The world feels like it’s on fire right now, doesn’t?
You don’t need me to repeat the litany of bad news and despair, I’m sure.
Talking about celebrating when the world is on fire feels wrong somehow, doesn’t it?
And yet we are, undoubtedly a good news people. Our bibles recount the story of Jesus’ life in gospels – good news.
But if we look closer, the gospels don’t seem to bear much resemblance to what we might imagine good news looks like.
Luke’s gospel recounts the angels terrifying the shepherds working away on the night Jesus was born as they proclaimed: “Do not be afraid. I bring you good news that will cause great joy for all the people.”
Joy for all people. That’s something worth celebrating, right?
What’s interesting is that the angels don’t proclaim happiness for all people, but joy.
And joy is something greater and richer than happiness, with its roots in happenstance (chance) could ever be. The words used for ‘joy’ in the New Testament are used some 326 times, and yet in these scriptures we see a bloodthirsty King slaying a generation of newborn babies, the crucifixion of an innocent man and the persecution of the early church. The joy is not found in the circumstances people find themselves in, but in whom they trust their circumstances.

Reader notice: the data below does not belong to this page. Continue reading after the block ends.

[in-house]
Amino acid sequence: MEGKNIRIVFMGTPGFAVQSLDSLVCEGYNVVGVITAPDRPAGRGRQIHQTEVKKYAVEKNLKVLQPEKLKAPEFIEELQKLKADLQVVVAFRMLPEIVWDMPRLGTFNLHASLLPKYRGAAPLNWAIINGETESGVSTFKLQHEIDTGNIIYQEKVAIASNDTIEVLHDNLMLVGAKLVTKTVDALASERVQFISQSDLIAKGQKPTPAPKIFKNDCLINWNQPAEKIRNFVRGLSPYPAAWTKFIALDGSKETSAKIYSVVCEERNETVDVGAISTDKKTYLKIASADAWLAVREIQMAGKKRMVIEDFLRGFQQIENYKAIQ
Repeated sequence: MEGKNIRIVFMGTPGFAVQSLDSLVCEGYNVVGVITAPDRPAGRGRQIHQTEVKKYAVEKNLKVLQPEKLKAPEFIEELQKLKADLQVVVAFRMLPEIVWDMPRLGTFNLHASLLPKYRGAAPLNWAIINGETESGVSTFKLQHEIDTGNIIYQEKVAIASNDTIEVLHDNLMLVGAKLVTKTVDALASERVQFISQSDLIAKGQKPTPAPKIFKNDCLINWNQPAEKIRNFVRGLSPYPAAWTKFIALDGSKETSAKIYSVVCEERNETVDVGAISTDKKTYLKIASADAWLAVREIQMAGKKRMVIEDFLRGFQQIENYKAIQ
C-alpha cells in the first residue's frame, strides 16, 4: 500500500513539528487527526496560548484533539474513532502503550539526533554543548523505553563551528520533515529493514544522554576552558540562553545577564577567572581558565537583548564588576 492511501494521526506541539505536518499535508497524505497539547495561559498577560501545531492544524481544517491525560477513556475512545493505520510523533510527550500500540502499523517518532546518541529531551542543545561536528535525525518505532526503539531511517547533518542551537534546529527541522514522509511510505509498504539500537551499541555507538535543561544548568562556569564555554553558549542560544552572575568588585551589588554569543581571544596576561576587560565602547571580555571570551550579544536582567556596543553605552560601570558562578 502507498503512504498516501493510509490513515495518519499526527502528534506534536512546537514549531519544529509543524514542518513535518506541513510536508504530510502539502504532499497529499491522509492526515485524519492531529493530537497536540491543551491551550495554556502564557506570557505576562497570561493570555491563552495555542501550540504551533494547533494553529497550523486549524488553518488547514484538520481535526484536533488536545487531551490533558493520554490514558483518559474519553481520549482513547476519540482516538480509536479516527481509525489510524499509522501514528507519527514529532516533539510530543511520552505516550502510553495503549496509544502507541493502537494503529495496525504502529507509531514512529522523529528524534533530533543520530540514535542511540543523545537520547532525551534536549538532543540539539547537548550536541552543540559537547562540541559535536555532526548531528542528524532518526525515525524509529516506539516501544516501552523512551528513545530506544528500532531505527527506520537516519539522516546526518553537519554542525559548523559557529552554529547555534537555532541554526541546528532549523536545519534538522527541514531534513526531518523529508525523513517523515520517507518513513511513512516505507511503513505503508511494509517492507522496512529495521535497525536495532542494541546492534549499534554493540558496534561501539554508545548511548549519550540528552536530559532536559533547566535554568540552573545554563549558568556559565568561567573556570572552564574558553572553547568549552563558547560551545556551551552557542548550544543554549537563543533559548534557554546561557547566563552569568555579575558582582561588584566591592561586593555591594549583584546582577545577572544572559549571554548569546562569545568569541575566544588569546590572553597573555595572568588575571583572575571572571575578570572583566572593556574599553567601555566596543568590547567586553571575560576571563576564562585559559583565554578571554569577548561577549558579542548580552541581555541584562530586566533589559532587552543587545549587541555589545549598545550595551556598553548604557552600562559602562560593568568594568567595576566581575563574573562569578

True joy, our ultimate reason for celebration, is not found in happy situations or good fortune, but in the Man of Sorrows who died on a cross and rose again.
As strange as it may seem, pausing to grieve and lament during Lent is a part of the fullness of Jesus’ joy.
Even in the darkest times, it seems there’s a day to celebrate something, whether it be the International Day of Awesomeness (which occurred on the 10th March I’m told) or National Let’s Laugh Day (19th March), we haven’t forgotten to celebrate, but we have somehow lost our connection to celebration.
I think the missing connection is thanksgiving.
Thanksgiving and gratitude are what give celebrations meaning and heart, and it’s why it remains important to celebrate even when the world is on fire.
We need not celebrate every passing fad; but we have to celebrate that which we are thankful for.